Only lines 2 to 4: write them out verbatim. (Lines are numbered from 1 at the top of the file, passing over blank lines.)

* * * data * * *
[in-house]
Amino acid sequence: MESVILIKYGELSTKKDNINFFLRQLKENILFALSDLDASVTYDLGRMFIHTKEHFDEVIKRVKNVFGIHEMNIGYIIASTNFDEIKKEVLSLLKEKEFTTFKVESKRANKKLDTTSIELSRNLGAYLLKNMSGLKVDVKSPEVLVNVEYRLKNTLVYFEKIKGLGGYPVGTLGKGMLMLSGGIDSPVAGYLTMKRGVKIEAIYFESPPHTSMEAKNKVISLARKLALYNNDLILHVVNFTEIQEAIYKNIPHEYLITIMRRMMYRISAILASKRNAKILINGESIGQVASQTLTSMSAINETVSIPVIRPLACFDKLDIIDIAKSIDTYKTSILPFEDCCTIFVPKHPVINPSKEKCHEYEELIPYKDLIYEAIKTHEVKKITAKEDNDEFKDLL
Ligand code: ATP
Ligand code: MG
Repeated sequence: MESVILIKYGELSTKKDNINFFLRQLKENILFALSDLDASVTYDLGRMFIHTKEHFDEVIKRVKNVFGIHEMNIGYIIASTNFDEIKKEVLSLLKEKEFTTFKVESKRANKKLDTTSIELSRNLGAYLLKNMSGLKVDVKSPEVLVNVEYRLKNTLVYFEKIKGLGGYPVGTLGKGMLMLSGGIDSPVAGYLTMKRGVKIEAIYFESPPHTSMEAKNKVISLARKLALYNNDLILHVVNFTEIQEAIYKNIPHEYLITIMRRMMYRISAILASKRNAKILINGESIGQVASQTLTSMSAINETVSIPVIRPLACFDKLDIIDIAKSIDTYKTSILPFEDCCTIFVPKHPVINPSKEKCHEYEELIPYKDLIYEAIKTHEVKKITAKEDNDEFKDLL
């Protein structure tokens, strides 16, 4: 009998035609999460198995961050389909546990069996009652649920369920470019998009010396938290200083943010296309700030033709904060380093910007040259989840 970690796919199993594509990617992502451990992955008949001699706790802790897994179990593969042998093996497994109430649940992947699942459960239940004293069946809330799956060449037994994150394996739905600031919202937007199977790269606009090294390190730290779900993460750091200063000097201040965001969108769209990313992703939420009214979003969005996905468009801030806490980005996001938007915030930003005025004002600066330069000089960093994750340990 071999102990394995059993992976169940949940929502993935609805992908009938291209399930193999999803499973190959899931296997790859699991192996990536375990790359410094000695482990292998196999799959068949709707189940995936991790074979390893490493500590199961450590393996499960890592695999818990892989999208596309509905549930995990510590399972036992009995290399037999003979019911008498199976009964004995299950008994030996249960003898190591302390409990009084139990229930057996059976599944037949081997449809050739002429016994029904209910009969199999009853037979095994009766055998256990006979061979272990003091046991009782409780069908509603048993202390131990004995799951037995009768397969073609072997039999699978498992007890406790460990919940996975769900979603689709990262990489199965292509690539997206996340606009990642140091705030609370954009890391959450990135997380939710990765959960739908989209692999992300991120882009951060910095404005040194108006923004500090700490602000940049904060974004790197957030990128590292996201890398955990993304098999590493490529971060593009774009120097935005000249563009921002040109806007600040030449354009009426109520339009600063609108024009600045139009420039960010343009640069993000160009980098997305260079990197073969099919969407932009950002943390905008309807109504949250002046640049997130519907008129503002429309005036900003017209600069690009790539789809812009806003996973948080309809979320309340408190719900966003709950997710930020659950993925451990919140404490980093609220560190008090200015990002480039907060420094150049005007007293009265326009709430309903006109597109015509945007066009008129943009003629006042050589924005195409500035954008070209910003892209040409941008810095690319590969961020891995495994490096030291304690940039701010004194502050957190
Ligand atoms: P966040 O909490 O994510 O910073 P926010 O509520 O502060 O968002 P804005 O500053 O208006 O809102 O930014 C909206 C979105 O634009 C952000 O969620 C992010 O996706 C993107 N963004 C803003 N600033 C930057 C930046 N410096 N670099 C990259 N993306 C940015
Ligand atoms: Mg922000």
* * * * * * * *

Amino acid sequence: MESVILIKYGELSTKKDNINFFLRQLKENILFALSDLDASVTYDLGRMFIHTKEHFDEVIKRVKNVFGIHEMNIGYIIASTNFDEIKKEVLSLLKEKEFTTFKVESKRANKKLDTTSIELSRNLGAYLLKNMSGLKVDVKSPEVLVNVEYRLKNTLVYFEKIKGLGGYPVGTLGKGMLMLSGGIDSPVAGYLTMKRGVKIEAIYFESPPHTSMEAKNKVISLARKLALYNNDLILHVVNFTEIQEAIYKNIPHEYLITIMRRMMYRISAILASKRNAKILINGESIGQVASQTLTSMSAINETVSIPVIRPLACFDKLDIIDIAKSIDTYKTSILPFEDCCTIFVPKHPVINPSKEKCHEYEELIPYKDLIYEAIKTHEVKKITAKEDNDEFKDLL
Ligand code: ATP
Ligand code: MG